The Punch Brothers
"Antifogmatic" is a bit of bygone slang that mandolinist Chris Thile and his bandmates stumbled across, "an old term," explains the Punch Brothers founder, "for a bracing beverage, rum or whiskey, that one would have in the morning before going out to work in rough weather, to stave off any ill effects." It's an apt title for the Punch Brothers' second Nonesuch disc. This ten-song set of collectively written material takes a clear-eyed view of those things less tangible than booze that can make us woozy: the pleasures and pitfalls of romance, the seemingly limitless possibilities and multifarious temptations of life in the big city.
"When we heard that term," says Thile, "it was so easily applied to the bulk of the record. We want our music to be something that people can sink their teeth into, if not help make sense of all the various things happening to them. We want to pat them on the head and slap them in the face and tell them everything will be okay."
The arrangements on Antifogmatic range from intimate to boisterous and back; genre-wise, the band once again ventures where no string band has ever gone before. The spare opening track "You Are" contrasts percussive guitar riffs with lyrical string parts that dance around Thile's sweet upper register as he spins a tale of romantic emancipation; occasionally, the other instruments give way to reveal the throb of the bass. The band also engages in some unexpectedly beautiful harmony singing, smoothing out the compelling melodic twists and turns of "Welcome Home." "Me and Us" and "Woman and the Bell" both have a dream-like quality; the former, in fact, was inspired by those jumbled, thought-filled moments before sleep sets in, and the instrumentation keeps pace with the ever-shifting imagery. In contrast, "Don't Need No" and "Rye Whiskey" are foot-stomping barroom boasts and "Next to the Trash" is the closest the band gets to traditional bluegrass, even as the lyrics tug the piece in a more surreal direction.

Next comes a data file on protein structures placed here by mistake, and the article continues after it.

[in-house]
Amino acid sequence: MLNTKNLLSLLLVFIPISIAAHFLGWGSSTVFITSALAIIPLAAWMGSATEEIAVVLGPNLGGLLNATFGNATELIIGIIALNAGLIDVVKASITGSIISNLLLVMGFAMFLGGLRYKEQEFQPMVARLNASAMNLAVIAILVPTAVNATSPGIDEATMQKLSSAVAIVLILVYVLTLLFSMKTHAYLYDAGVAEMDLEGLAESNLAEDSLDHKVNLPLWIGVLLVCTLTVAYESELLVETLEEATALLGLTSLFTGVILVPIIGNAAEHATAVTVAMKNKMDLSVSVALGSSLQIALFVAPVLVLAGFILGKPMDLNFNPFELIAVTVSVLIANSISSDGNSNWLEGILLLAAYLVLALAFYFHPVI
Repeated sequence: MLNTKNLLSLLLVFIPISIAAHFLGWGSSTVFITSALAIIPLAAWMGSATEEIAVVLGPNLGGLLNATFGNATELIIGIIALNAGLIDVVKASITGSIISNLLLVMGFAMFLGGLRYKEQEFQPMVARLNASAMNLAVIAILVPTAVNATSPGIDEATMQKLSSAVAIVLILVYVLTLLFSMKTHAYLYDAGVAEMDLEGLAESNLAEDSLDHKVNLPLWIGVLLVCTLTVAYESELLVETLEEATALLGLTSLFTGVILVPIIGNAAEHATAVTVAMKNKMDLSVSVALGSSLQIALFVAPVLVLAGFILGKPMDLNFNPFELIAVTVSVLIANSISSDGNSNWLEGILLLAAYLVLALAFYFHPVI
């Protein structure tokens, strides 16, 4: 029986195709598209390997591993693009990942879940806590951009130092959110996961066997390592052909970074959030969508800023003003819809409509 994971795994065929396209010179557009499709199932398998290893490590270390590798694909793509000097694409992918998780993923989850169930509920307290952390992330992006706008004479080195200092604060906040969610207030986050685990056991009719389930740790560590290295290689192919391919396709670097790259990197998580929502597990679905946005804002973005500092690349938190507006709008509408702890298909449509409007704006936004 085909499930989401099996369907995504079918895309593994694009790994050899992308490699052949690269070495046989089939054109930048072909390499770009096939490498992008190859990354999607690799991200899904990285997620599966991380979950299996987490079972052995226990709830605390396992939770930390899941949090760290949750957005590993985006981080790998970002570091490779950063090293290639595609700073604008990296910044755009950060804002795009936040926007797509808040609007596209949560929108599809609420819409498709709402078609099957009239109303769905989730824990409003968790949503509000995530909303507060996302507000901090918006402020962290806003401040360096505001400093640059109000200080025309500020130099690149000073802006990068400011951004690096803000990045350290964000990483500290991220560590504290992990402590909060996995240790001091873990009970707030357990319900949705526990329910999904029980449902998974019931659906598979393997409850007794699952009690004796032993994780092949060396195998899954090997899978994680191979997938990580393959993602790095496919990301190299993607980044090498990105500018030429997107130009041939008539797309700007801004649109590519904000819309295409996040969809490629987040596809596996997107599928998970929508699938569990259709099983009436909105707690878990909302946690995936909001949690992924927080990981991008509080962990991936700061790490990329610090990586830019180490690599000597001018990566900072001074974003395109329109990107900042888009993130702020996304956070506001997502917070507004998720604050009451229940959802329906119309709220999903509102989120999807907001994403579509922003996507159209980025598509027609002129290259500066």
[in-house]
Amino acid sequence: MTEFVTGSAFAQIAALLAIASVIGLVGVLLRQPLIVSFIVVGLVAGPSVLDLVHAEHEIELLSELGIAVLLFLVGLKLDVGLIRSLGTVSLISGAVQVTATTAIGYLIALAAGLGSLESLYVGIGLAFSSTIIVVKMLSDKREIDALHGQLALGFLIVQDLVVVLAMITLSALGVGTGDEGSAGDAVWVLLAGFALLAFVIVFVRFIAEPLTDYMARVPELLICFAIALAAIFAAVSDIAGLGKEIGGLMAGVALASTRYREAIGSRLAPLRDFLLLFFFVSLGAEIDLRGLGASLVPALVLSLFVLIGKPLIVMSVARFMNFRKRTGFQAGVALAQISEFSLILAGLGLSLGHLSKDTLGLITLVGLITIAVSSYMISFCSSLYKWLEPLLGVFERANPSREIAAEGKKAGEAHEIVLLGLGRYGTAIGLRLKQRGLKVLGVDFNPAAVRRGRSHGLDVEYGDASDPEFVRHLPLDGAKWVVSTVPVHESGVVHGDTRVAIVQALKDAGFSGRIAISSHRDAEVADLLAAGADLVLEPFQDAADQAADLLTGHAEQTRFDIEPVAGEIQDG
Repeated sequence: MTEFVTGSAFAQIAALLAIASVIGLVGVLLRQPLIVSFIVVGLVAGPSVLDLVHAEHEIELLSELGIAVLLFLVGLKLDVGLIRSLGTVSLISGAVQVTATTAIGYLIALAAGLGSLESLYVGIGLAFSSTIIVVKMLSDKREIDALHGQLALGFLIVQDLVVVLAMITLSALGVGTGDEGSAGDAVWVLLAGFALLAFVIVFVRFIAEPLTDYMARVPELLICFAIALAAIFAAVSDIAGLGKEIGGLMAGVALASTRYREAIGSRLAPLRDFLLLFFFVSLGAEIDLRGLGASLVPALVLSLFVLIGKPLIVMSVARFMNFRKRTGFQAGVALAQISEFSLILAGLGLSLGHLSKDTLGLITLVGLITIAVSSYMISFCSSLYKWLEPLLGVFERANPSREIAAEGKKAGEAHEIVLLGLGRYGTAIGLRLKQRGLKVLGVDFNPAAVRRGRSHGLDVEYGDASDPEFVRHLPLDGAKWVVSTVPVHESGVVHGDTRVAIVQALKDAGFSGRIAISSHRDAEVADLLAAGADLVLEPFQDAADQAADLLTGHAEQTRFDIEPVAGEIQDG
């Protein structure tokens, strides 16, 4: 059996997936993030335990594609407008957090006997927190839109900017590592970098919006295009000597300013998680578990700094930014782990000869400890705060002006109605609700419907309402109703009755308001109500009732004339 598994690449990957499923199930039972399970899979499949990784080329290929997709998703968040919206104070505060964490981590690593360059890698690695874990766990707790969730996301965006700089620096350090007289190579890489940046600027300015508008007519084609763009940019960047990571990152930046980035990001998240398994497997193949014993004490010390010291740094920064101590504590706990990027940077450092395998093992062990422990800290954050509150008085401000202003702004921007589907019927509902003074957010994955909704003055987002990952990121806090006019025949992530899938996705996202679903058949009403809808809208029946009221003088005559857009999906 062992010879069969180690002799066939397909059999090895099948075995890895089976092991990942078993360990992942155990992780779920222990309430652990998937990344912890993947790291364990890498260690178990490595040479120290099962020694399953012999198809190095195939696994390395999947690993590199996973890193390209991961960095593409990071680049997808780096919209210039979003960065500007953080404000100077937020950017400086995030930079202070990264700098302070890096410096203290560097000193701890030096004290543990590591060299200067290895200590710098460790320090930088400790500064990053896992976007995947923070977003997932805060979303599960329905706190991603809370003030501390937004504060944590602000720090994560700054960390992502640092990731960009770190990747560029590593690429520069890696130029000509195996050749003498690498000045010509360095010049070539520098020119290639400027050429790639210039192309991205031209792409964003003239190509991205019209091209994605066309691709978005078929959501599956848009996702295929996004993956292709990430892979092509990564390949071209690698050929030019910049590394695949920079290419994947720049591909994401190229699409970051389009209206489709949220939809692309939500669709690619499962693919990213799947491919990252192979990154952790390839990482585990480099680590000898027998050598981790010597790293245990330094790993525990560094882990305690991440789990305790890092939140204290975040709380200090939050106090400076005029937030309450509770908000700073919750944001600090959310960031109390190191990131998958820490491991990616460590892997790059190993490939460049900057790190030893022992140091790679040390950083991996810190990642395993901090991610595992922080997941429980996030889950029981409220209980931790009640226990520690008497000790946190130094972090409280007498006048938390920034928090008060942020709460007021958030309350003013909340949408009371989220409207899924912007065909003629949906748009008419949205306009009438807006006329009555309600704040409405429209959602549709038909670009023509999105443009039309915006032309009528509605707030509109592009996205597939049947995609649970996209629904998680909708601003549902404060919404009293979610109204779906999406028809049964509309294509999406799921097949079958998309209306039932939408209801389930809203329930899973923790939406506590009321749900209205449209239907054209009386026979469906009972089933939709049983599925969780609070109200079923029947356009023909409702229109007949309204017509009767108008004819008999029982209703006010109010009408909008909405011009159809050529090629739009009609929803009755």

Thile has earned the right to impart a bit of his own hard-earned wisdom in the lyrics he's contributed to Antifogmatic, which the quintet cut live at Ocean Way in Los Angeles with producer Jon Brion and engineer Gregg Koller. At the heart of the Punch Brothers' 2008 debut, Punch, Thile's four-movement "The Blind Leaving the Blind" chronicled in cathartic detail the events and faith-shaking emotions surrounding the dissolution of his youthful marriage. The musically rigorous, personally revealing composition—carefully notated but allowing room for improvisational passages—came to vivid life in the hands of the former Nickel Creek singer's old friends and newly recruited bandmates: guitarist Chris Eldridge, banjo player Noam Pikelny, violinst Gabe Witcher and bassist Greg Garrison, each of whom were already envelope-pushing figures in the forefront of modern bluegrass, folk and country. (After the departure of Garrison, Paul Kowert, a member of mandolinist Mike Marshall's Big Trio, stepped in.) "The Blind Leading the Blind" was bracketed by four collaboratively conceived instrumental pieces from this freshly minted group, a foretaste of what was to come two years later on Antifogmatic. Upon the release of Punch, the Washington Post described this then-new band as "some of the best string-band pickers of the new generation, and Thile has given them rich, challenging music to wrestle with."
Pisgah Brewing Co.
150 Eastside Dr
Black Mountain, NC 28711
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